Bush acts to blunt European attacks on environment

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The Independent US

President Bush sought to allay European fears about his commitment to the environment yesterday, offering US support to a series of studies and joint ventures to help combat global warming. America, he said, "was committed to a leadership role" in the international effort against climate change.

"We recognise our responsibility to reduce our emissions," Mr Bush said. "We also recognise the other part of the story ­ that the rest of the world emits 80 per cent of all greenhouse gases and many of those emissions are from developing countries."

Mr Bush was speaking hours before setting off on his first visit to Europe as President. Europeans have led the condemnation of America's withdrawal from the Kyoto protocol and EU leaders are expected to make strong representations to him in person when they meet at the biannual EU-US summit in Gothenburg later this week.

Demonstrations are also planned by environmental campaigners to protest against US policy. Greenpeace denounced his speech yesterday, warning that he could expect a robust reception in Europe.

While Mr Bush went out of his way in his speech to say that he accepted that global warming was a problem that needed to be tackled, he nevertheless peppered his lengthy statement with references to scholarly uncertainties about climate change, and referred to the 1997 Kyoto protocol repeatedly as a "fatally flawed" agreement that could not be implemented. What the US wanted, Mr Bush insisted, was "an effective and science-based response" to global warming that would balance environmental and economic demands. For the US, he said, Kyoto was "not sound public policy" and would not be endorsed.

As though to compensate for rejecting the mandatory emissions controls, Mr Bush said the US would create a climate change research initiative, help establish climate observation stations in developing countries and work with the EU and Japan on enhanced computer modelling of climate change. His repeated references to US "leadership" of the process, however, were unlikely to endear him to Europeans, or to the Japanese, both of whom ­ according to an American press report yesterday ­ are ahead of the US in climate research.

Mr Bush's speech was immediately attacked by the environmental group Friends of the Earth, which accused him of ignoring the "realists" in his own cabinet and US allies abroad and staging "a dangerous sideshow". "It's time for the world to ratify Kyoto," it said.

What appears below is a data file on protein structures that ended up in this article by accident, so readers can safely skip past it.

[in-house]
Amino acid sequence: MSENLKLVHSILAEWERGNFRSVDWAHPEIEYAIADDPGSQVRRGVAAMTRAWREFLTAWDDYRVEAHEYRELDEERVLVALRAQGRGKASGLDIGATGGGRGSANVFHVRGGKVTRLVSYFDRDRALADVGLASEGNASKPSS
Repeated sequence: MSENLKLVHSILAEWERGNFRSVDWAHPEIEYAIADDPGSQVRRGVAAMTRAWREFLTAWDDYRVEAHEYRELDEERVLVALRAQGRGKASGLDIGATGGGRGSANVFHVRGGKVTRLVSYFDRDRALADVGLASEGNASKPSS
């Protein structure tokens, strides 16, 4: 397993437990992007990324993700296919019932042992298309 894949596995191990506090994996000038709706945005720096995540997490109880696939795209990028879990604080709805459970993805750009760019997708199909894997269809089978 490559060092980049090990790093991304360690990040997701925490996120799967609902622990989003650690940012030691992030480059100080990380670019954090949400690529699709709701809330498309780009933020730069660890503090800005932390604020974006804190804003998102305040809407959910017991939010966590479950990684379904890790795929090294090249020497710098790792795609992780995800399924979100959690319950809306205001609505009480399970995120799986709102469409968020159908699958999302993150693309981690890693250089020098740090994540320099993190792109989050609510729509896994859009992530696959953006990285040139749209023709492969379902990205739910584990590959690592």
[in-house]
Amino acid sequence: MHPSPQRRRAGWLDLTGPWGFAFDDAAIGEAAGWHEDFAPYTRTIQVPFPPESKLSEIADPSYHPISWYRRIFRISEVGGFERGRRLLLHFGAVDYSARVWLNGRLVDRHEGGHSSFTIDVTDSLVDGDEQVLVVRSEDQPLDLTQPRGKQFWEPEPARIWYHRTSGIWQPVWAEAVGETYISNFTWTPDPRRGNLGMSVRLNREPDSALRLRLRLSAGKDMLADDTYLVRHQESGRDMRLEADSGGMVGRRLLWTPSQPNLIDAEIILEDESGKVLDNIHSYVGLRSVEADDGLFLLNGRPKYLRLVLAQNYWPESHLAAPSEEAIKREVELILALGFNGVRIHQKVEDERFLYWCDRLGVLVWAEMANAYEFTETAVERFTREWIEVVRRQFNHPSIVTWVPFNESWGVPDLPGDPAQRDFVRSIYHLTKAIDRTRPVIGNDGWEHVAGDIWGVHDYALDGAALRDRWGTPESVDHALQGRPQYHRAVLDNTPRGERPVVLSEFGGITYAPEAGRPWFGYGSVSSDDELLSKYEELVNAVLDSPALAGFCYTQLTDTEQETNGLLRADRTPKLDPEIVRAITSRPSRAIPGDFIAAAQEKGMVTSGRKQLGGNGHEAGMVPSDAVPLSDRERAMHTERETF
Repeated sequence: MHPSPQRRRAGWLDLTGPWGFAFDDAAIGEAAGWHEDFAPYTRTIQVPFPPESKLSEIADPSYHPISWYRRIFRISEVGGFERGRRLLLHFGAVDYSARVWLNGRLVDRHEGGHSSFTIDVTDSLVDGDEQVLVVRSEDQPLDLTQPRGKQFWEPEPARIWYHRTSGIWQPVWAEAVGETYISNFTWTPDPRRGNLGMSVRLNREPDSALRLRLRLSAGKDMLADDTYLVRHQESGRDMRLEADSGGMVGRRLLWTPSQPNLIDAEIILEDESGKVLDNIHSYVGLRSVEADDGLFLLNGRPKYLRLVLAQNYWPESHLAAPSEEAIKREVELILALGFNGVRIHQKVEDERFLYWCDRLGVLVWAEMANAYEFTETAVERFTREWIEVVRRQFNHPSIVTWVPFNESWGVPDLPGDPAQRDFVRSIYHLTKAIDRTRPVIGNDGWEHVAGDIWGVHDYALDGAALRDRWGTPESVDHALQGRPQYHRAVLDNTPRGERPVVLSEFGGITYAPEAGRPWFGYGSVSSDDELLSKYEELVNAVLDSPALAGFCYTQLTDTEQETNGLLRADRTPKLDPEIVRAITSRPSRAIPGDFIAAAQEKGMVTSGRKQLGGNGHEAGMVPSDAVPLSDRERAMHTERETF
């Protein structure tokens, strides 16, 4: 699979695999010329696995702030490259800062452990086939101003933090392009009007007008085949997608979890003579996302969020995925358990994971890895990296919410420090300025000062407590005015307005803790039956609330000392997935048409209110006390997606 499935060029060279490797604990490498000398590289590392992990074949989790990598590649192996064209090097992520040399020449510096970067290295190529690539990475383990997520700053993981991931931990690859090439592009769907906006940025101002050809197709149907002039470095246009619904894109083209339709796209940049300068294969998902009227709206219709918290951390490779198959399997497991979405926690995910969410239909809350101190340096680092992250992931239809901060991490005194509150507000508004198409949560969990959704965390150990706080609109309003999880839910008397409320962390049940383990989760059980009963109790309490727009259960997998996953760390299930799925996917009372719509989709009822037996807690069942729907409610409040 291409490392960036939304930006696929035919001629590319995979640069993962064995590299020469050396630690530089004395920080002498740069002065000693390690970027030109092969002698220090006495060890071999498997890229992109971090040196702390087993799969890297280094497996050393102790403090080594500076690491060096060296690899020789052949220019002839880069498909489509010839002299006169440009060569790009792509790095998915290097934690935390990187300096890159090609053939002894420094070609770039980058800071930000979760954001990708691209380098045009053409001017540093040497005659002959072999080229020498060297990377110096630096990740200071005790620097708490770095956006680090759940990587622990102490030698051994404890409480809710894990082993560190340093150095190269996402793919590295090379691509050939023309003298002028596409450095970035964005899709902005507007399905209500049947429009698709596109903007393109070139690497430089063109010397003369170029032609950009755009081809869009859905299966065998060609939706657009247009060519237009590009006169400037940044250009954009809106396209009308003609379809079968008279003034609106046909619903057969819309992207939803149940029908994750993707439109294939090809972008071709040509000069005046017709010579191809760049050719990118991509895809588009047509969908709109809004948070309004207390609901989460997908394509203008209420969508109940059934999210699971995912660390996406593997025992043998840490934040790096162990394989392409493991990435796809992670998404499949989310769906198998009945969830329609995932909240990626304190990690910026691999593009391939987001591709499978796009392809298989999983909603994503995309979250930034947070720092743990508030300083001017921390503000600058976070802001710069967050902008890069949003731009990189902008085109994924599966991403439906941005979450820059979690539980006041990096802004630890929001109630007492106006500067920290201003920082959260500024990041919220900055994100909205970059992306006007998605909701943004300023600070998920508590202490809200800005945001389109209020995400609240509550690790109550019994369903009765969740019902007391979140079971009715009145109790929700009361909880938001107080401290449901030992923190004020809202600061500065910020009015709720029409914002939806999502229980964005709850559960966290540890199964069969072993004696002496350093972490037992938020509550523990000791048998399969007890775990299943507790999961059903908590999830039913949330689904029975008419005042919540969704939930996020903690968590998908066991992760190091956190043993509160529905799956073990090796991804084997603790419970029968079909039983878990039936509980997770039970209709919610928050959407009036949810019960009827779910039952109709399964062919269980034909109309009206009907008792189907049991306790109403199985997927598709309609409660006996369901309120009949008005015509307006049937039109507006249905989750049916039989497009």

The biggest sticking point is the question of mandatory emissions reductions, which Mr Bush has said would be too costly for US consumers. However, at least two "doves" in his administration ­ the Secretary of State, Colin Powell, and the head of the Environmental Protection Agency, Christine Todd Whitman ­ are said to have tried in vain to convince Mr Bush to accept at least some curbs as the only way to undo some of the damage done to his image abroad by summarily rejecting Kyoto.

The president of the European Commission, Romano Prodi, said in Luxembourg yesterday that he hoped America would show "constructive flexibility" on climate change, but he stipulated that it should be within the framework of the Kyoto protocol ­ that is, that it should entail mandatory reductions. Mr Bush said over the weekend that the US intended to take part in the next round of discussions on implementing Kyoto, which take place in Bonn next month. However, he also seemed to be searching for other forums that could circumvent Kyoto.

An American poll conducted on another subject likely to prove divisive during Mr Bush's European trip, showed a bare majority of Americans favoured the development of a national missile defence system (51 per cent), compared with 38 per cent who opposed such a system. The same poll, conducted by the Pew Research Centre, showed only 10 per cent of those asked agreeing that the main threat to US security came from enemy missile attack, while 77 per cent thought it came from terrorists bringing weapons into the country.

The poll suggested that Mr Bush's argument that the next great threat to US security is from enemy missiles, especially from "rogue" nations such as North Korea, is having as little impact on his compatriots as it is on America's allies.

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